According to msdn, “A dimension is data that you can add to an entry as a kind of marker so that the program can group entries with similar characteristics and easily retrieve these groups for analysis purposes.”.

A few characteristics of dimensions:

  • can be applied to documents and journals
  • dimensions have dimension values, for example we can set a dimension AREA with 3 dimension values: Europe, America, Africa.
  • used to create extracts of financial statements for statistics and analysis. In creating these statistics we can use more than one dimension, for example we can look at sales by the following dimensions AREA and DEPARTMENT.

There are two types of dimensions I want to cover here: global dimensions and shortcut dimensions. Additionally, there are budget dimensions that can be defined at the moment when you generate a new budget.

Both, global dimensions as well as shortcut dimensions can be set up for the company in the General Ledger Setup. There are maximum 2 global dimensions and maximum 8 shortcut dimensions. NAV defines the first two shortcut dimensions the same with the global dimensions.

Global dimensions are available for input across¬† the system in tables like 15 “G/L Account”, 18 Customer, 23 Vendor or in ledger entries tables like: 17 “G/L Entries”, 21 “Cust. Ledger Entries” and 25 “Vend. Ledger Entries” (Fields 23,24). Because Global Dimensions are being part of the core system they can be used in filtering ledger entries, filtering in the reports, account schedules or batch jobs.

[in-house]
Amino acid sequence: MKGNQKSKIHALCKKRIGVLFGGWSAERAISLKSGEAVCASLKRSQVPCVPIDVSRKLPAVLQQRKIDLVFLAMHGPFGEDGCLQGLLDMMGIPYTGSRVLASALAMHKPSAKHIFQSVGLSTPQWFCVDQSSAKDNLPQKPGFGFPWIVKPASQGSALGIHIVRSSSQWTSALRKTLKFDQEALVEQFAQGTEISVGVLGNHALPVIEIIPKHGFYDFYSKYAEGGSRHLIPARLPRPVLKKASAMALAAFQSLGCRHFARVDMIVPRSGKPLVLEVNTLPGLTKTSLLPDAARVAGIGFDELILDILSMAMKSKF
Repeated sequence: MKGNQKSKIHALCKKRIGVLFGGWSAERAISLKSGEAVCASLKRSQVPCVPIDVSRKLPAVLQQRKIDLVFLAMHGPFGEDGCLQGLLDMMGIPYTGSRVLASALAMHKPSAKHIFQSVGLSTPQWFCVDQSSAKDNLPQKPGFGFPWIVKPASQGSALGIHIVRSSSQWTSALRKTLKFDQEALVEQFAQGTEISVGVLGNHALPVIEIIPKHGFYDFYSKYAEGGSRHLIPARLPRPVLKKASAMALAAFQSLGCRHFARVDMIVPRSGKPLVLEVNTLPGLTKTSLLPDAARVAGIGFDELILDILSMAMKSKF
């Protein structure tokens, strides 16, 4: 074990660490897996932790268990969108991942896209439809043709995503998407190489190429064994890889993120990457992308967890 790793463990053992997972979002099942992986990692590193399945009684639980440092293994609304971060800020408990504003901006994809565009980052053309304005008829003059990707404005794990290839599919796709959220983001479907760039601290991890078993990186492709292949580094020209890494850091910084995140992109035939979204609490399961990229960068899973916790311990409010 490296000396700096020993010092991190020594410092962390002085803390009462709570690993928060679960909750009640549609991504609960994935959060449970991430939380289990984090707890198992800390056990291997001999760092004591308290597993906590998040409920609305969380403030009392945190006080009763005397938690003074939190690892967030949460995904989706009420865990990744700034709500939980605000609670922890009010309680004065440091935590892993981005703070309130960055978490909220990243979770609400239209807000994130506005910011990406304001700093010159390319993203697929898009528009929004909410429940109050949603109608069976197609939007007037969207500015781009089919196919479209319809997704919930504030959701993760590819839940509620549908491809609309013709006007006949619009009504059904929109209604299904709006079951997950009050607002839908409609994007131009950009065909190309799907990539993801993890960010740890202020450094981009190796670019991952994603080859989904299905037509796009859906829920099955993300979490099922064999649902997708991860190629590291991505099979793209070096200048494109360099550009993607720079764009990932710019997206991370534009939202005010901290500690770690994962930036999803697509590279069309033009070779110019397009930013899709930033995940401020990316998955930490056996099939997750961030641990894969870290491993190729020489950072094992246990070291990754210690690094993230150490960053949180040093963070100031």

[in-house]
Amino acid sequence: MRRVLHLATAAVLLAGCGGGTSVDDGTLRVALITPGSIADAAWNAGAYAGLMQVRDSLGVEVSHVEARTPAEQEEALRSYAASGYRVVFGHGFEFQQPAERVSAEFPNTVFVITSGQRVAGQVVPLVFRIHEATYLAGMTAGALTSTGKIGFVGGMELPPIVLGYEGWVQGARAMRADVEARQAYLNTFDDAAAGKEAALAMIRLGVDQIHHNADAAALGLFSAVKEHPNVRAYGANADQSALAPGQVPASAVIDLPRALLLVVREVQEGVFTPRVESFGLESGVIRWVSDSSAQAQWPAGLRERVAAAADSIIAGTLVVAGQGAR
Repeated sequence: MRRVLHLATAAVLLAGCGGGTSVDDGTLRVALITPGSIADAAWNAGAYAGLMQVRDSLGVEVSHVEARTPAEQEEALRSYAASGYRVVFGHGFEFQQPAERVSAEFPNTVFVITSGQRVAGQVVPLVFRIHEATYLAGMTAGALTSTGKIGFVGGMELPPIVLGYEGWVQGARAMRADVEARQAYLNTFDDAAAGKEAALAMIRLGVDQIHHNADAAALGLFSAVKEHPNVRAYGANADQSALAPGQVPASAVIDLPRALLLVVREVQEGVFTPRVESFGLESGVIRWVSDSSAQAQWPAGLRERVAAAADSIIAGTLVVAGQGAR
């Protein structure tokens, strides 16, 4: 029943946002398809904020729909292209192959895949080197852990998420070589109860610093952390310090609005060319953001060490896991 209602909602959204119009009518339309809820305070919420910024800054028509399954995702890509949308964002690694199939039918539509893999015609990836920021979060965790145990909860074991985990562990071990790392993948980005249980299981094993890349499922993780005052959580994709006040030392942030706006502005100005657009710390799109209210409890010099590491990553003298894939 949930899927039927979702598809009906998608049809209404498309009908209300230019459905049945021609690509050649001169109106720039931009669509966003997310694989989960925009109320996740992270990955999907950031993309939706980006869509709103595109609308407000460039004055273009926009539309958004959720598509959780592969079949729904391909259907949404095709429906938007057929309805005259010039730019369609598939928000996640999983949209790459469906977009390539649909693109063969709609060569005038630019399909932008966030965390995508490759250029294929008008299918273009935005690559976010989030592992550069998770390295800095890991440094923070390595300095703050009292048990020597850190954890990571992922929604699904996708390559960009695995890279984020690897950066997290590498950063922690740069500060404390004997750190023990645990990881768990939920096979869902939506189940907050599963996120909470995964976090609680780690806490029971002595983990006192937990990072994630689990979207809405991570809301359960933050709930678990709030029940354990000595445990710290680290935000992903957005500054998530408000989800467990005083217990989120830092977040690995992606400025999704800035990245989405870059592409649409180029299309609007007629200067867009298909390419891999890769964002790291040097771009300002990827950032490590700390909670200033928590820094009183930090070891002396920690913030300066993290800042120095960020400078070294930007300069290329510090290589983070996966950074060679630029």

Shortcut dimensions(set up initially in the General Ledger Setup) will be available at the document level, or at the journal lines level. On each line of the document(sale or purchase) or journal line add the column with a name(code) that was designated in general ledger setup as shortcut dimension and assign to it one of the available dimension values. E.g. if I have defined Global Dimension 1 as DEPARTMENT, I’m expecting to have in the General Ledger Setup the “Shortcut Dimension 1 Code” as DEPARTMENT and when I create a Purchase Invoice, on the lines, to have available a field “Department Code”.

To create dimensions, use Page Dimensions and enter or modify dimensions.

To create values for each dimensions, on the same page go to Navigate Tab, and launch action “Dimension Values”. To assign default values for dimensions, on the same Page (Dimensions) use action “Account Type Default Dim.”. If you dont’ want to specify a default dimension value code, but you want to have it on each ledger entry, set the value of “Value Posting” field to “Code Mandatory”. This way you ensure that no General Journal Line or document will be posted without a value for the specific dimension.

In a future blog I will dive into the technical design of dimensions covering notions such as dimension sets, dimension set entries, search trees and a few notes on performance improvements compared to older dimension design.

Thank you for reading, sharing, commenting … Much appreciated!

Original blog here.